The capital city of Estonia is a charming and diverse city and there is a lot to see. I will mention just a few of the many possibilities and locations.

The main entrance to the old town is the town gate Viru, placed between two Gothic towers. There is another tower with an interesting name “Kiek in de Kök”, coming from the German language and meaning “to peek in the kitchen”.  The legend says that the towers have got its name because of soldiers who used to be in the tower and liked to peek from the top to the kitchens in the town below. The museum of the same name is placed in the cannon tower and bastion passages through Toompea hill.

As in the Middle Ages when it was a large marketplace, today the Town Hall square is the heart of the old part of Tallinn, the most famous of the Christmas Fair. It was named after a town hall housed in a Gothic building from the 15th century.

The castle of Toompea was built in the 13th century and is located on the same hill. Today it’s home to the Parliament, a beautiful, pink palace built in baroque style. On the eastern corner of Toompea is Kohtuotsa, a place with a magnificent view of the city. Here you just have to take a selfie and then indulge in the enjoyment of the view on the roofs and towers of Tallinn.

On top of the Toompea Hill is the luxurious Orthodox cathedral Alexander Nevsky, built-in 1900 while Estonia was under the rule of the Russian Empire.

Near the famous sandy beach and the Pirita River can be found the remains of St. Brigitta convent from the 15th century, destroyed by the army of John Grosny, a century later. Besides the monastery, there is also the old farm cemetery from 17th c.

As for the offer of food and beverages, Tallinn is abundant with restaurants, pubs and wine bars. There are two typical tourist places, the medieval style restaurants Old Hansa and Peppersak.  The whole atmosphere is in the spirit of the 14th and 15th centuries. I have nothing against such ‘baits’ for tourists because it would be much harder to get into the spirit of, in this case, medieval times. Thanks to the ‘living history’ interpretation of the past, the experience was transferred from the first hand.

While in Estonia, do not forget to try Vana Tallinn, a liqueur created by the famous Estonian liqueur artist Ilse Maar in 1962. The exact recipe of Van Tallinn is a strictly kept secret.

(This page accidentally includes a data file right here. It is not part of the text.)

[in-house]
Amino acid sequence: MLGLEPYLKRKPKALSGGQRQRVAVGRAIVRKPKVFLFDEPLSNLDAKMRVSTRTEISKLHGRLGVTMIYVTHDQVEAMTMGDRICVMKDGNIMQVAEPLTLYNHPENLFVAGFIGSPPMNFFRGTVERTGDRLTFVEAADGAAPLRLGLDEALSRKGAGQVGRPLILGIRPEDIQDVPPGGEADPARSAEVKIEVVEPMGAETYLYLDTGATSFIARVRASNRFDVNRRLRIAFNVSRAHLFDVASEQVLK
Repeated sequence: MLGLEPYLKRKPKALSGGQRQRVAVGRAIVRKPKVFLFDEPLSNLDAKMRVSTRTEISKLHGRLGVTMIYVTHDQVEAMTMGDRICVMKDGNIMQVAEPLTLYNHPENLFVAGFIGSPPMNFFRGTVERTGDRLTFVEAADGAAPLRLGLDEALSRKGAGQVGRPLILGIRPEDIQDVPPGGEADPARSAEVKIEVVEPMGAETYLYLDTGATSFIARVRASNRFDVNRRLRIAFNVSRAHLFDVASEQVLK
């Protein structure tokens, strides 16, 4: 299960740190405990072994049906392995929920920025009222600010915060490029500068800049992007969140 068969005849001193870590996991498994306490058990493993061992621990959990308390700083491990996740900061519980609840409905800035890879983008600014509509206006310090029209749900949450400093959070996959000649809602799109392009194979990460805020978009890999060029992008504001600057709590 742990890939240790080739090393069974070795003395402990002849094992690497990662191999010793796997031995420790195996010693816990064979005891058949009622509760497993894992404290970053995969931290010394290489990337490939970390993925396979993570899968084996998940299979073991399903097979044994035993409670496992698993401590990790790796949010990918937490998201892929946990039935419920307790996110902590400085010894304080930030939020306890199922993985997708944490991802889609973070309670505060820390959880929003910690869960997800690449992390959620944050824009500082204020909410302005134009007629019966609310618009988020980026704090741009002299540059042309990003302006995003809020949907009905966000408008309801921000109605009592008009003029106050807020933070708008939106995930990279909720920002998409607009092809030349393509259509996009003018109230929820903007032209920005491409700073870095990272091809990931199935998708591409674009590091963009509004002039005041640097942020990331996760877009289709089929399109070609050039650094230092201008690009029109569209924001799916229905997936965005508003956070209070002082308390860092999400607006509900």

And when I mentioned the offer customized for tourists, from all the souvenirs, I was thrilled with traditional Estonian products, clothing, hats and other accessories handmade made of wool and linen.


Tartu is a city in which Estonians come to study, a city university, a city of students, intellectuals and creatives, an Estonian centre of creative and scientific culture, the second-largest city in Estonia.

It is located on the river Emajõgi, which is the only fully navigable river in Estonia. In the Middle Ages, it was the main trade route between the eastern towns of Pihvar and Novgorod and the Hanzeat towns in the west. It also connects two lakes Võrtsjärv and Peipsi.

Tartu is one of the oldest universities in Northern Europe, and thanks to its role, the city abounds with museums from the Estonian National Museum, Toy Museum, Estonian Sports and Olympics to various university museums. As a real student city, at night it becomes a lively place of restaurants, wine bars, cafes and nightclubs.

The most famous symbol of Tartu is the sculpture and fountain of the Kissing students, located in the middle of a large classicist square. The fountain has been there since 1948 when new-born bridegrooms were happening for happiness. The sculpture was created by Mati Karmin and completed in 1998. Since 2006, the fountain is surrounded by tile names of 16 sister cities of Tartu, located on the fountains in the direction of these cities, indicating distances. The leaning house of Tartu also called the Pisa Tower of Tartuis is pretty cool, it was built near the medieval city wall in 1793.

Finally, he added that Tartu and the city were bridges. Bridges such as Vabaduse Bridge, Kaarsild, Turu, Kroonuaia, Võidu and Sõpruse are located across the river, while the Angel Bridge and Vragov Bridge are located in the town on Toom Hill and are the oldest Estonian bridges. Legend says that whoever wishes will be caught, kept silent and holding it until the bridge passes, the desire to fill.


Even though it was winter, I managed to take a look at one of the Estonian beaches as well. Laulasmaa Beach, located in Lahepere Bay, is named after the so-called local singing sands. The beach is made of white sand and is surrounded by a beautiful pine forest. In addition to the many opportunities that the beach offers during the warm months, in the winter months you can also relax and enjoy the benefits of the nearby Laulasmaa Spa Hotel.

There is so much more to write and discover about Estonia. I would love to visit it again, maybe in the slightly warmer months because it’s a lot easier to navigate the streets and drive around to visit everything from the ‘must-see’ list. I failed to experience the Estonian sauna which in turn is different from the Finnish. Not walking in the swamp so-called. bog walking. Estonian forests and islands, numerous museums and cities, all this is still to be explored and thrilled even more.

Estonia, see you again one day!